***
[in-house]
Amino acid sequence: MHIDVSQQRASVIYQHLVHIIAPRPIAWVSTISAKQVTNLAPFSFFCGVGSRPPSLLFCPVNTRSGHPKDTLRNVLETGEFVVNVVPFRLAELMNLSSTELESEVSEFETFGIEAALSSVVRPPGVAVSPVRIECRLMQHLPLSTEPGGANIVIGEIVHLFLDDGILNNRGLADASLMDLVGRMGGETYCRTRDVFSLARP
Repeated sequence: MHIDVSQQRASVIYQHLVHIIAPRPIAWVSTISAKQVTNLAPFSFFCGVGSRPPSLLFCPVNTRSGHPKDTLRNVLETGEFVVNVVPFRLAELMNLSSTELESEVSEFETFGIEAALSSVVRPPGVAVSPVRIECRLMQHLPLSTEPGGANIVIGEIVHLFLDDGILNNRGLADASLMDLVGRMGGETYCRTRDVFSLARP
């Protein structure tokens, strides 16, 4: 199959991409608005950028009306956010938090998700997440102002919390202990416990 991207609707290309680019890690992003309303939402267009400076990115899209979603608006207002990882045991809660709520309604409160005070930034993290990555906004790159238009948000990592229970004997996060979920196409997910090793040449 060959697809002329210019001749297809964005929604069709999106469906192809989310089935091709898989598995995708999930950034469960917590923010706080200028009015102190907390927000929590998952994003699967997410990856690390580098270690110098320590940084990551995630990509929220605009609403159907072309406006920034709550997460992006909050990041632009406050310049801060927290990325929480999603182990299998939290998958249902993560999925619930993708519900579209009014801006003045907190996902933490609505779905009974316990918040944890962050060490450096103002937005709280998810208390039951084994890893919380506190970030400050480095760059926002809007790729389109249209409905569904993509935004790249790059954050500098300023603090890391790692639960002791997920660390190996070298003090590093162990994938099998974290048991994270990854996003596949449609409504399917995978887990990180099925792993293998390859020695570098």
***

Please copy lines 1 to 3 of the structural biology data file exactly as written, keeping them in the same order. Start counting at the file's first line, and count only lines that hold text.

[in-house]
Amino acid sequence: MHIDVSQQRASVIYQHLVHIIAPRPIAWVSTISAKQVTNLAPFSFFCGVGSRPPSLLFCPVNTRSGHPKDTLRNVLETGEFVVNVVPFRLAELMNLSSTELESEVSEFETFGIEAALSSVVRPPGVAVSPVRIECRLMQHLPLSTEPGGANIVIGEIVHLFLDDGILNNRGLADASLMDLVGRMGGETYCRTRDVFSLARP
Repeated sequence: MHIDVSQQRASVIYQHLVHIIAPRPIAWVSTISAKQVTNLAPFSFFCGVGSRPPSLLFCPVNTRSGHPKDTLRNVLETGEFVVNVVPFRLAELMNLSSTELESEVSEFETFGIEAALSSVVRPPGVAVSPVRIECRLMQHLPLSTEPGGANIVIGEIVHLFLDDGILNNRGLADASLMDLVGRMGGETYCRTRDVFSLARP